Town close to Mali capital on alert after jihadist sighting
Don Melvin And Sarah Dilorenzo, The Associated Press
Published Thursday, January 17, 2013 10:49AM EST
Last Updated Thursday, January 17, 2013 10:52PM EST
BAMAKO, Mali -- French special forces inched closer to an al-Qaida-held town, fighting erupted in another centre and army troops raced to protect a third, as the Islamic extremists controlling northern Mali ceded no ground Thursday, digging into the areas they already occupy and sending out scouts to widen their reach.
Banamba, a town just 144 kilometres from the capital, Bamako, was put on alert overnight and a contingent of roughly 100 Malian soldiers sped there on Thursday after a reported sighting of jihadists in the vicinity, the closest the extremists have come to the seat of government of this West African country, officials said.
France has encountered fierce resistance from the extremist groups, whose tentacles extend not only over a territory the size of Afghanistan in Mali, but also another 1,000 kilometres to the east in Algeria, where fighters belonging to a cell in Mali stormed a BP-operated plant and took dozens of foreigners hostages, including Americans in retaliation for the French-led military operation in Mali. They demanded the immediate end of the hostilities in Mali, with one commander, Oumar Ould Hamaha, saying that they are now "globalizing the conflict" in revenge for the military assault on Malian soil.
The first Malian troops arrived in Banamba late Wednesday, with a second group coming on Thursday. The small town northeast of Bamako is connected by a secondary road to the garrison town of Diabaly, which was taken by Islamic extremists earlier this week, and has been the scene of intense fighting with French military, as French troops continued to move closer, following another night of airstrikes.
To the south of Banamba, flanked by emerald rice fields, and crisscrossed by irrigation canals, is the first government-held city, Niono. And another 120 kilometres south is Segou, one of the largest towns in Mali, and the administrative capital of its central region. As refugees from Diabaly continued to flee south, authorities announced a state of alert including the closure of the largest road after sundown, fearing that the al-Qaida-linked fighters would try to infiltrate the towns in the south.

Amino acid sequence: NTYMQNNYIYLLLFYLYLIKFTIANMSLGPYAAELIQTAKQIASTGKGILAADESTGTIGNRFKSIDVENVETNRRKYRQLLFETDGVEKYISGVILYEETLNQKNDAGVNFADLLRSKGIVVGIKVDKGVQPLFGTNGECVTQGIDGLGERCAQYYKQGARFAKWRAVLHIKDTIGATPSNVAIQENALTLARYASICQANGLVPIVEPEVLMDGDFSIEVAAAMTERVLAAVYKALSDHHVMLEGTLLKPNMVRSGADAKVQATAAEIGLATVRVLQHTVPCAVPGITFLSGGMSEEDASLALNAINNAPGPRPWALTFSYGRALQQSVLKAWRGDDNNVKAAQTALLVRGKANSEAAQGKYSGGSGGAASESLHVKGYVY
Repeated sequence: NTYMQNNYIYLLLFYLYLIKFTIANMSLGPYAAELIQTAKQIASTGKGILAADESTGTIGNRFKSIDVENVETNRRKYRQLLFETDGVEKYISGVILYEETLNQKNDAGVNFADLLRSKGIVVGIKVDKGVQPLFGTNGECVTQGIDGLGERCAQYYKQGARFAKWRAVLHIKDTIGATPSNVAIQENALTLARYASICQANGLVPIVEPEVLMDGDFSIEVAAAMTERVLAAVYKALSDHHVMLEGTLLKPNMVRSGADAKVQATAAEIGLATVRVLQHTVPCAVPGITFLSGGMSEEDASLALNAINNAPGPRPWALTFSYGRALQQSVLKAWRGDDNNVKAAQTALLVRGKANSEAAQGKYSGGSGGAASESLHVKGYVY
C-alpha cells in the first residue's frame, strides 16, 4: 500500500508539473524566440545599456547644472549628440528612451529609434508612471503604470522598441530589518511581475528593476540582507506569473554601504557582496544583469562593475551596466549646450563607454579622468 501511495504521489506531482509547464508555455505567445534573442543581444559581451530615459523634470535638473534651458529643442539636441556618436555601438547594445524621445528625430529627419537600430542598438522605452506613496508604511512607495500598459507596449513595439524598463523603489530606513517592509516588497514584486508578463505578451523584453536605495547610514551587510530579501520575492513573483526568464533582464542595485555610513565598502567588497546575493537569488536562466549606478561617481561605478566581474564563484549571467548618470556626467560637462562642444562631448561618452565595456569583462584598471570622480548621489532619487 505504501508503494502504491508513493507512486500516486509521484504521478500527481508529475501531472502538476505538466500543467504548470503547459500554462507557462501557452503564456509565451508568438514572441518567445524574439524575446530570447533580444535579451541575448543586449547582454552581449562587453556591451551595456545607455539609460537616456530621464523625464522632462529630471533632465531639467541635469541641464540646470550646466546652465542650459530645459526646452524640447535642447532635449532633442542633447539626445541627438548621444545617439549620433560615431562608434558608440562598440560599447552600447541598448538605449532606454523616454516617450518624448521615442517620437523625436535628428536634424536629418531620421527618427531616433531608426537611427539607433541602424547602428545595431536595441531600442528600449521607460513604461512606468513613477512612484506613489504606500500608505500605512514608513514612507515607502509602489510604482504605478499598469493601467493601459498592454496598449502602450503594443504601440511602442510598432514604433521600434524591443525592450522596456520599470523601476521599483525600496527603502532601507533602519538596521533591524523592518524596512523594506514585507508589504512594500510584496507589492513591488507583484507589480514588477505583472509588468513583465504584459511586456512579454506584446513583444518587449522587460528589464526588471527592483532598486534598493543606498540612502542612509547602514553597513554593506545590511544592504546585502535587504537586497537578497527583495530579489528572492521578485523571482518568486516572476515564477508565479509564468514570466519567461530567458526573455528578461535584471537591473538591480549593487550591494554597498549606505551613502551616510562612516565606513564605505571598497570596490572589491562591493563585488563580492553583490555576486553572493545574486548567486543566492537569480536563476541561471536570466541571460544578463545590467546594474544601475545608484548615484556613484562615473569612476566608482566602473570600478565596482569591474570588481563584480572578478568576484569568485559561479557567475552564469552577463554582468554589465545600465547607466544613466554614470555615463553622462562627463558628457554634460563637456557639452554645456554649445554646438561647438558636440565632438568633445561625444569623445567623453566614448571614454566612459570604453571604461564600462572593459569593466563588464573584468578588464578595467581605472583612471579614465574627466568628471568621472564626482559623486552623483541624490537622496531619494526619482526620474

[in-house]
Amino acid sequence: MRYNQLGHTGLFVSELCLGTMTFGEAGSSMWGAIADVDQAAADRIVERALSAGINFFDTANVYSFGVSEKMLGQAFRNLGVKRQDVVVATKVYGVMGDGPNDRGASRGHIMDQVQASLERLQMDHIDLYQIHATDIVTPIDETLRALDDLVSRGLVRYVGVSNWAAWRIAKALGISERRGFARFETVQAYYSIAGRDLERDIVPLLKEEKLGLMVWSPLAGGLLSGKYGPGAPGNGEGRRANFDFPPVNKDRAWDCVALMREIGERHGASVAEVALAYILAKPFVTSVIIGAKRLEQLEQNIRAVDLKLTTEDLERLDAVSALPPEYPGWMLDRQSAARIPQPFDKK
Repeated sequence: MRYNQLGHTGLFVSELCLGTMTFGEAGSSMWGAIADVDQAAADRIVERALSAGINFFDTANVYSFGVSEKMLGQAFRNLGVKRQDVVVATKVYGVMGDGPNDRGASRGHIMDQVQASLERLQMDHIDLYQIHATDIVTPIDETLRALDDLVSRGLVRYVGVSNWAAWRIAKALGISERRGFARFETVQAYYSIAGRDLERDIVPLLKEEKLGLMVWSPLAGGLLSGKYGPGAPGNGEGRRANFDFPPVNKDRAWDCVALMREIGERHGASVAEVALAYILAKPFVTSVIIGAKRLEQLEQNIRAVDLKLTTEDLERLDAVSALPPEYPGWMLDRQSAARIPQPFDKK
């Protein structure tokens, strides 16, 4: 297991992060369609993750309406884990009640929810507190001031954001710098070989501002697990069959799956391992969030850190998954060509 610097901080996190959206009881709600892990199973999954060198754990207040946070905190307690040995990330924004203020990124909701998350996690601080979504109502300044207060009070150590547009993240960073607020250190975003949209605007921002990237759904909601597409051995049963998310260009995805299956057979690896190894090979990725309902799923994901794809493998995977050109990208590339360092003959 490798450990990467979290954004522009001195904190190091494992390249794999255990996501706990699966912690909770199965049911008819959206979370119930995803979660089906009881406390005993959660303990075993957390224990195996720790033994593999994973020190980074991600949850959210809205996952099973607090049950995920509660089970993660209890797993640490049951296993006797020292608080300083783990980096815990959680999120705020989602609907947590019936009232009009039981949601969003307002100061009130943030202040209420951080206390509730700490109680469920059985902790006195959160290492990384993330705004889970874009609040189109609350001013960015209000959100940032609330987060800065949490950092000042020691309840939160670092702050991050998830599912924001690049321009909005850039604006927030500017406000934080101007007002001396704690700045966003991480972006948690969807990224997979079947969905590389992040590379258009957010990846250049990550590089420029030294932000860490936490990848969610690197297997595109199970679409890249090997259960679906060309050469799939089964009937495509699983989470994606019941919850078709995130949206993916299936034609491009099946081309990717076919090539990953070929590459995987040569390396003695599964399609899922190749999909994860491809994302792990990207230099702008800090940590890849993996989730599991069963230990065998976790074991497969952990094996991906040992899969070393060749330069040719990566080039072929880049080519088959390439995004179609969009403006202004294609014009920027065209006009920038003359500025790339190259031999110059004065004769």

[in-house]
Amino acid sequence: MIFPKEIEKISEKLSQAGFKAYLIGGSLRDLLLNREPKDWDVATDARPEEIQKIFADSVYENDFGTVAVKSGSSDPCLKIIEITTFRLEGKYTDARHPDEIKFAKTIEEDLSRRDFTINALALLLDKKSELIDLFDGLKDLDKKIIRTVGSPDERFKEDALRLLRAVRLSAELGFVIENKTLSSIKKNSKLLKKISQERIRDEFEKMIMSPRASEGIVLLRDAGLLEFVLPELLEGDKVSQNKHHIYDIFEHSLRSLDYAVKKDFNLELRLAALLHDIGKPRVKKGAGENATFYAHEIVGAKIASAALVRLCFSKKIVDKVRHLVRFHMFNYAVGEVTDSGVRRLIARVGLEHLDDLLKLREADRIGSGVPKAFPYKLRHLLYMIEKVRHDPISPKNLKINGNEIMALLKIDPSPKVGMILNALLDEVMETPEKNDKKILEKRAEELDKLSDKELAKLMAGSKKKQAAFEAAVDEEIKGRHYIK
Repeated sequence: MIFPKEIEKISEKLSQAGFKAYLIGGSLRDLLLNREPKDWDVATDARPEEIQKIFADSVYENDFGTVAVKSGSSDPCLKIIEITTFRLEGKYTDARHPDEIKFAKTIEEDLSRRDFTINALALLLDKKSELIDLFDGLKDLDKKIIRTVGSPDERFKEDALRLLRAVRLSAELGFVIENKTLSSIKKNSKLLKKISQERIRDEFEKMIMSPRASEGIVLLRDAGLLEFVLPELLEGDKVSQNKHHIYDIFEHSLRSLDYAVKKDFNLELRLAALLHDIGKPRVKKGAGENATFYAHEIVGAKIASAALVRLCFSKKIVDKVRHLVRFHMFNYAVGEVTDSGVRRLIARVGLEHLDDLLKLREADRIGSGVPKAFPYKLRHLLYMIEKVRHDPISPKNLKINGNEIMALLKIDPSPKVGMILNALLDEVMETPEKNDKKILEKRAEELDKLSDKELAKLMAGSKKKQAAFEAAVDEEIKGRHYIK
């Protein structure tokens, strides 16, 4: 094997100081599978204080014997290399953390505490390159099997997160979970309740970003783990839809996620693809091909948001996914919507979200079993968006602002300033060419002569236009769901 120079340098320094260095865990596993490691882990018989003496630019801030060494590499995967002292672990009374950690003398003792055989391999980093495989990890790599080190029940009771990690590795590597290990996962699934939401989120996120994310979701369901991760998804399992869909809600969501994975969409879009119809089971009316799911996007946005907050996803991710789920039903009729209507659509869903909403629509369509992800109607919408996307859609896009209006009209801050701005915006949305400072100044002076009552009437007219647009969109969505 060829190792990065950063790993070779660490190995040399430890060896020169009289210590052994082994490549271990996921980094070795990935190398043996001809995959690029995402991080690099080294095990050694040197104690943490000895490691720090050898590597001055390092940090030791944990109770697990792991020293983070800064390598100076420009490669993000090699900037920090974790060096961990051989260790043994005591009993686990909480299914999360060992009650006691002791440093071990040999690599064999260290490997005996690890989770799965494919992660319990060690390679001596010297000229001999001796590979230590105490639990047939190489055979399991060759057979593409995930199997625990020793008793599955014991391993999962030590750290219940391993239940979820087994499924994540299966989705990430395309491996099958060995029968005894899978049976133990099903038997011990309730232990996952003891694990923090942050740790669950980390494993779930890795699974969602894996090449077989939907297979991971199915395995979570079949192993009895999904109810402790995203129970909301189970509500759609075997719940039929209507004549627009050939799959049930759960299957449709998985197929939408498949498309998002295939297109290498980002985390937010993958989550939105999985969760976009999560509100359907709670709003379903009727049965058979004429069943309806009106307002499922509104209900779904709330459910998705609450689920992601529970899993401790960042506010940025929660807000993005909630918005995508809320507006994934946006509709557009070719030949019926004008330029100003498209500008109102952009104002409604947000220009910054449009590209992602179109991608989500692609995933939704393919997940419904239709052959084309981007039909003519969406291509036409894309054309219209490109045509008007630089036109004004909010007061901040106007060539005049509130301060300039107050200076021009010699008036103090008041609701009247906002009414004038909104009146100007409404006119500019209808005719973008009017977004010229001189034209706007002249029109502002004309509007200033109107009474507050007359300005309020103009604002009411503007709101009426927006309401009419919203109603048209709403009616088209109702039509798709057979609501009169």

"Starting at 6 p.m. tomorrow night, the road between Segou and Niono, the M33 highway, will be closed," said the Prefect of Niono Seydou Traore. "Neither cars, nor motorcycles, nor people on foot will be able to travel, as a security measure."
A city official in Banamba who insisted on anonymity because he is not authorized to speak to the press, said they had received reports that a rebel convoy had left Diabaly on the road headed to Banamba.
"We don't have a (military) base here, we have no defences. So the military has come to secure the town," he said. "No jihadists have entered our town. But there are reports that a column (of rebel vehicles) was seen heading toward us from Diabaly."
France has stepped up its involvement every day, after launching the first air raids last Friday in an effort to stop the rebels' advance. On Thursday, it increased its troop strength to 1,400, said French Defence Minister Jean-Yves Le Drian.